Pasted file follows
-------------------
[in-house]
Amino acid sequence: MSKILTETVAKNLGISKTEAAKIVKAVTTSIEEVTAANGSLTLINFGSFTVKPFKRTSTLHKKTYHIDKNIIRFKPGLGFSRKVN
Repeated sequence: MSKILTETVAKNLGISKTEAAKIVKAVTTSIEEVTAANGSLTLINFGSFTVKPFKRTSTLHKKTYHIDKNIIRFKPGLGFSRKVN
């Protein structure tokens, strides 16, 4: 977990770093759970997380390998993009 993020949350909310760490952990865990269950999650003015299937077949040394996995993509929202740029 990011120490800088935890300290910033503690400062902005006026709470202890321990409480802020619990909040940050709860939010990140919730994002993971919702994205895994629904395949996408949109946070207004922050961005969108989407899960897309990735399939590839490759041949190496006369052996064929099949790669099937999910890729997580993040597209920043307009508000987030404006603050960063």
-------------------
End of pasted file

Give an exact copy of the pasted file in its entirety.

[in-house]
Amino acid sequence: MSKILTETVAKNLGISKTEAAKIVKAVTTSIEEVTAANGSLTLINFGSFTVKPFKRTSTLHKKTYHIDKNIIRFKPGLGFSRKVN
Repeated sequence: MSKILTETVAKNLGISKTEAAKIVKAVTTSIEEVTAANGSLTLINFGSFTVKPFKRTSTLHKKTYHIDKNIIRFKPGLGFSRKVN
């Protein structure tokens, strides 16, 4: 977990770093759970997380390998993009 993020949350909310760490952990865990269950999650003015299937077949040394996995993509929202740029 990011120490800088935890300290910033503690400062902005006026709470202890321990409480802020619990909040940050709860939010990140919730994002993971919702994205895994629904395949996408949109946070207004922050961005969108989407899960897309990735399939590839490759041949190496006369052996064929099949790669099937999910890729997580993040597209920043307009508000987030404006603050960063």